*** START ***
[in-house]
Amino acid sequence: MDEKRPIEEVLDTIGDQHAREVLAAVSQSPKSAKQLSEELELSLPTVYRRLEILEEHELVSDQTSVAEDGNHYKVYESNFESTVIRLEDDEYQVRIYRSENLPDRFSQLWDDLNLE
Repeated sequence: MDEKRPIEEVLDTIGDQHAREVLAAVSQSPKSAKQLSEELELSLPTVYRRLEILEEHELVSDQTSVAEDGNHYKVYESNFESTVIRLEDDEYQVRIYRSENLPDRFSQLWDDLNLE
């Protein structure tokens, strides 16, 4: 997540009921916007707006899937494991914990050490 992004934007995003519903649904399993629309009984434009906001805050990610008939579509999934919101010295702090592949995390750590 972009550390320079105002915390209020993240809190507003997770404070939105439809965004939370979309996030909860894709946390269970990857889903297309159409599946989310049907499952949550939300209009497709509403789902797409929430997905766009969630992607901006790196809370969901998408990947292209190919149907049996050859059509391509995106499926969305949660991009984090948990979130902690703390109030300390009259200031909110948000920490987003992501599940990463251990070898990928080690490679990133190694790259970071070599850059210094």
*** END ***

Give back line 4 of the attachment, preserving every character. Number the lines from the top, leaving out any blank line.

């Protein structure tokens, strides 16, 4: 997540009921916007707006899937494991914990050490 992004934007995003519903649904399993629309009984434009906001805050990610008939579509999934919101010295702090592949995390750590 972009550390320079105002915390209020993240809190507003997770404070939105439809965004939370979309996030909860894709946390269970990857889903297309159409599946989310049907499952949550939300209009497709509403789902797409929430997905766009969630992607901006790196809370969901998408990947292209190919149907049996050859059509391509995106499926969305949660991009984090948990979130902690703390109030300390009259200031909110948000920490987003992501599940990463251990070898990928080690490679990133190694790259970071070599850059210094």